—Robert Lefkowitz, Nobel Laureate in chemistry; professor of biochemistry, immunology, and medicine; and researcher at Duke University Medical Center


the number of food trucks on campus (including trucks that specialize in serving dumplings, BBQ, crepes, mac and cheese, and more)



the number of tiny cameras inside a new gigapixel camera at Duke that detects the beginning signs of melanoma

20 the number of books written by Maya Ajmera ’93 her books, which educate children about global cultures, include Be My Neighbor, Children From Australia to Zimbabwe, What We Wear: Dressing Up Around the World, and To Be a Kid.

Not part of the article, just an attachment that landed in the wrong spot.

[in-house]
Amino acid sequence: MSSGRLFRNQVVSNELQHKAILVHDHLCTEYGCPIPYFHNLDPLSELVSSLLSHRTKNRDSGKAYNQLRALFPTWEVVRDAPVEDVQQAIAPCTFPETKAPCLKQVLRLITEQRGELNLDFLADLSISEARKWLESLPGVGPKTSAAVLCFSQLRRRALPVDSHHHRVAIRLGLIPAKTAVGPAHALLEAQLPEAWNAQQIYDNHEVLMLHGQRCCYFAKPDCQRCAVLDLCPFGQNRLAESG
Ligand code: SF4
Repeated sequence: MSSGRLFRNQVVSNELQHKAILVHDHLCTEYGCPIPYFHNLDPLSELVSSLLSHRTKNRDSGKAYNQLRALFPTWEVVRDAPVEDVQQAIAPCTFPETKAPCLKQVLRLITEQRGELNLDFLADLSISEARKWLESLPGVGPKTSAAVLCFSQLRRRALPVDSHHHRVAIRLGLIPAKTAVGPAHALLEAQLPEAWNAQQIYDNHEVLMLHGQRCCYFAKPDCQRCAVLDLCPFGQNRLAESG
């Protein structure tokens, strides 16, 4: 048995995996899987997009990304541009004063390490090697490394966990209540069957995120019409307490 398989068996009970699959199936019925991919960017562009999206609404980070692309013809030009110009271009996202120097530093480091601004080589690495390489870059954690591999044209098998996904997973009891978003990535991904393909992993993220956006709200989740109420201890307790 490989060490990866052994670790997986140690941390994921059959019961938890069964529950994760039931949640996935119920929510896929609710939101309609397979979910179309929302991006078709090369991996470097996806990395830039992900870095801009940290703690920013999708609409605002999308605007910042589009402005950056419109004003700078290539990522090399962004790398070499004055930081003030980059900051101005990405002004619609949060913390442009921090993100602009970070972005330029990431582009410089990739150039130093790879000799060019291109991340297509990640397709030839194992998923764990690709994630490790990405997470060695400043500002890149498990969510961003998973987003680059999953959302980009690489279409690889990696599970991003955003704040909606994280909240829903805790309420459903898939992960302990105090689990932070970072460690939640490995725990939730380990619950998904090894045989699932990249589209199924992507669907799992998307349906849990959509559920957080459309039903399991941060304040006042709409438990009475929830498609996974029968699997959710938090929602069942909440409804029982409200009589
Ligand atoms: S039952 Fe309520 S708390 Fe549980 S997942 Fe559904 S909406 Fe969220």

Why Alumni Matter ome alumni stay connected to Duke from the moment they graduate. But others find a way to reconnect later in their lives. What happens when Duke moves back into your life and you become actively engaged? And how does Duke benefit? Certainly, one form this re-engagement takes is financial. Support from alumni provides the means by which we sustain an ever-expanding, ever-enriching experience for our students. Duke is a growing, deepening place, with many opportunities available today that weren’t here fifteen years ago. Generous alumni are the creators of this enrichment, and we are grateful. But financial support isn’t the only way alumni give back. To my mind, the most valuable thing graduates can give when they reconnect to the university is the gift of experience. This takes hundreds of forms. Duke has developed a way of extending classroom education out into real-world set-